GRAND RAPIDS — The Grand Rapids Downtown Development Authority board this morning agreed to provide tax increment financing to support a mixed-use hotel development in the core downtown business district.
A subsidiary of commercial developer CWD Real Estate Investment Inc. will receive up to $894,850 in TIF reimbursement over 13 years for a redevelopment project at 50 Monroe Ave. NW, where the company plans to develop a hotel and “hip loft” office space.
The company’s plans call for a $42 million investment in the facilities, which were initially built as three buildings in 1890, according to Kent County records. They were later combined into one building.
CWD intends to separate the buildings into two, which includes separating utilities and various other parts of the infrastructure, CWD Managing Partner Sam Cummings told MiBiz in an email.
“I haven’t been this excited about a building rehab for quite a long time,” Cummings said. “It’s gonna be fun to bring this old lady back into the light.”
Upon completion of the renovation — which involves removal of a facade installed in the 1980s, AC Hotels By Marriott reportedly has signed on to establish a 120- to 130-room hotel facing Monroe Avenue. The part of the facility that faces Ottawa Avenue will be upgraded for modern office space.
The newly opened 20 Monroe Live concert venue sits immediately south of the building.
An existing surface parking lot immediately north of the building will remain available for parking for the time being, said CWD Vice President of Operations Nick Koster, adding the company hopes to develop on that site in the future.
The Grand Rapids-based arm of radio and digital media company Townsquare Media Inc. will remain an anchor tenant in the office redevelopment, Cummings said.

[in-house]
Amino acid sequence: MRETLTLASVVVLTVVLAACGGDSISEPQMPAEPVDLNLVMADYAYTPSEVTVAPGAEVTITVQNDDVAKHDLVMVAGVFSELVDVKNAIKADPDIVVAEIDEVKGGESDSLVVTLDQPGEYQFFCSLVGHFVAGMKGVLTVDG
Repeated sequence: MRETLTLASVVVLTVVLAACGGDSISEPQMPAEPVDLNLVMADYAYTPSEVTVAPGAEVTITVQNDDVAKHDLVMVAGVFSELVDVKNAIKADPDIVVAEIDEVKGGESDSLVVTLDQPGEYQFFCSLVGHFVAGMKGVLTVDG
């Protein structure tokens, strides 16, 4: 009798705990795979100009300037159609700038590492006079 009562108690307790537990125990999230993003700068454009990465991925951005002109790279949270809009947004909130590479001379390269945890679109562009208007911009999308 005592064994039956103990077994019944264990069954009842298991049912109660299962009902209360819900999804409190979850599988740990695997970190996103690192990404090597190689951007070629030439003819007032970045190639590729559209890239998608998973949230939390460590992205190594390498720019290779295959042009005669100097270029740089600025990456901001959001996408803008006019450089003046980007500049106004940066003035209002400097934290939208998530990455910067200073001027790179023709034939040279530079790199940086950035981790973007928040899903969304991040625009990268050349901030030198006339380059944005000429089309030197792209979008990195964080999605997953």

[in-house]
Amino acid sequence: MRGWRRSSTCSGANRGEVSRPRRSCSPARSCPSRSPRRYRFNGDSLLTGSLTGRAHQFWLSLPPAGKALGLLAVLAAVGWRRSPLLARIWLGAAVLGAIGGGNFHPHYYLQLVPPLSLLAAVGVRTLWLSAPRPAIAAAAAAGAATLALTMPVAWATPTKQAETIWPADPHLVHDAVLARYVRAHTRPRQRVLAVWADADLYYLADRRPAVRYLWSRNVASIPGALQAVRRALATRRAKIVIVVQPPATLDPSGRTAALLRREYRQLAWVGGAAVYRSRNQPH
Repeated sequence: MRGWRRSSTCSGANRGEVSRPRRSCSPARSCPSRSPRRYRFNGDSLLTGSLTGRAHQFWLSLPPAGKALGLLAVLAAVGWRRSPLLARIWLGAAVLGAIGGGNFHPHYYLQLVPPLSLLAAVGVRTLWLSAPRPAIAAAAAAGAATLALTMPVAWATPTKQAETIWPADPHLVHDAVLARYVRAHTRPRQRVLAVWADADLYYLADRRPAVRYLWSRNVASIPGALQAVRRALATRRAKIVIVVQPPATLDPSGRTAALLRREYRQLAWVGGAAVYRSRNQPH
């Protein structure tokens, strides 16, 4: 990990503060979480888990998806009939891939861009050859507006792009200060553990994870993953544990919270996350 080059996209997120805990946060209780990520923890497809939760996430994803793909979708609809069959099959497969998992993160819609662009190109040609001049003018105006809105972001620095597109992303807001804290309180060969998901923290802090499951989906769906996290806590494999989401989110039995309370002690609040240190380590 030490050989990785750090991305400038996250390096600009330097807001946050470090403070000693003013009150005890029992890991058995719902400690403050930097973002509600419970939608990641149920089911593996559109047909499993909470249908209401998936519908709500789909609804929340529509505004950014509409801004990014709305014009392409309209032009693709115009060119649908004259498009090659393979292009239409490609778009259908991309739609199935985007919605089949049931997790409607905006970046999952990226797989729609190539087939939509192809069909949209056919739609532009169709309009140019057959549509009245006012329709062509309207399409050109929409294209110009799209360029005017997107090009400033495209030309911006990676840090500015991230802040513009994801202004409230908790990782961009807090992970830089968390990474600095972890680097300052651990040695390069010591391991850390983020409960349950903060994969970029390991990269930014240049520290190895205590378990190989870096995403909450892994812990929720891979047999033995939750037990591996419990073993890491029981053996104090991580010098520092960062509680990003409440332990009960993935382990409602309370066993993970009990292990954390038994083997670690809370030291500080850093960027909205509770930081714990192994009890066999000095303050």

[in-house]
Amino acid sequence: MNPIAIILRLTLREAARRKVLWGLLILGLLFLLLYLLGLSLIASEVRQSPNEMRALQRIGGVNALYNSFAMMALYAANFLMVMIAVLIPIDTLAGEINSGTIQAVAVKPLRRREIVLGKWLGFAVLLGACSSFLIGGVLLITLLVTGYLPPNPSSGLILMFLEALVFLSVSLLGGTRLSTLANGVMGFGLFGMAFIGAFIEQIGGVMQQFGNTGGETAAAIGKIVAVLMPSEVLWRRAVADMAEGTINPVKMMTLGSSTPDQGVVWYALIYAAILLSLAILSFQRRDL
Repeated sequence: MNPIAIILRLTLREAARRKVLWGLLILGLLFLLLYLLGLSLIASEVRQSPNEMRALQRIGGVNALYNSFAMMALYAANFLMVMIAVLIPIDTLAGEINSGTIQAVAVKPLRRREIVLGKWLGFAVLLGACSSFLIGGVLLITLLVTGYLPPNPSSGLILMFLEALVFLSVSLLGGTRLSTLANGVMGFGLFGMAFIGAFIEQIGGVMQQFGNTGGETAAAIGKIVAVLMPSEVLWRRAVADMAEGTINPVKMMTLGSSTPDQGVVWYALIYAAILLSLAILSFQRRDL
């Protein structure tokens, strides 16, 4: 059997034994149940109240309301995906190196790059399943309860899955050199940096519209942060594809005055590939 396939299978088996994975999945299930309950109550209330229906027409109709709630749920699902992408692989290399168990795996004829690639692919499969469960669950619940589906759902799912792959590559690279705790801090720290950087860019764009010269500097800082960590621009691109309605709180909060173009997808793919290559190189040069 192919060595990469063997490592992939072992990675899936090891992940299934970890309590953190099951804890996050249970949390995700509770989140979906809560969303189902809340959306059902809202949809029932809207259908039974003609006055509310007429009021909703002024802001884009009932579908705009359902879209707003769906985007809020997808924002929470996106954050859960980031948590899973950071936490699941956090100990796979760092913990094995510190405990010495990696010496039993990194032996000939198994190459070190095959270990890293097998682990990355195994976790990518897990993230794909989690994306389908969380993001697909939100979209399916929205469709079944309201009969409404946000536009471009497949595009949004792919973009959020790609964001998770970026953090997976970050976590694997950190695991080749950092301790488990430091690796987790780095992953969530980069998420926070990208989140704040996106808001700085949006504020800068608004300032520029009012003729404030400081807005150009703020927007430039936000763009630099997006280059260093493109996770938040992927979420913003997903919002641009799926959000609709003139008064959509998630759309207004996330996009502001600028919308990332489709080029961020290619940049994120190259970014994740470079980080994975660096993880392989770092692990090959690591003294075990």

He declined to specify any other tenants that may be looking at the space.
“We’re not in a hurry,” Cummings said of the ongoing 50 Monroe redevelopment in a previous MiBiz report. “We want to do the right thing for the long term. For our own pocketbooks, it’s better if (absorption) happens closer to the time we renovate, but we want to get the right uses. People respond to a good product.”
CWD will use the TIF funds for public infrastructure investment and making the redeveloped structures compliant with the Americans with Disabilities Act (ADA), according to a letter to the DDA from Jared Belka with Grand Rapids-based Warner Norcross & Judd LLP, the company’s attorney.
CWD acquired the 50 Monroe building in 2012. Since that time, occupancy in the building has slowly decreased, which was the subject of litigation in 2014, as MiBiz reported at the time.
Since acquiring the building, CWD has considerably lowered rents in attempts to lease office space, but has been largely unsuccessful in leasing up the building, according to Koster.
“Thirty years later, the building has not stood the test of time,” Koster said.
One of downtown Grand Rapids’ largest property owners, CWD has been bullish on the need for upgraded office space in the downtown area. In recent months, the company launched renovations on the building at 250 Monroe Ave. NW and acquired the 330,000-square-foot Fifth Third Bancorp. campus at 111 Lyon St. NW for $31 million, as MiBiz first reported.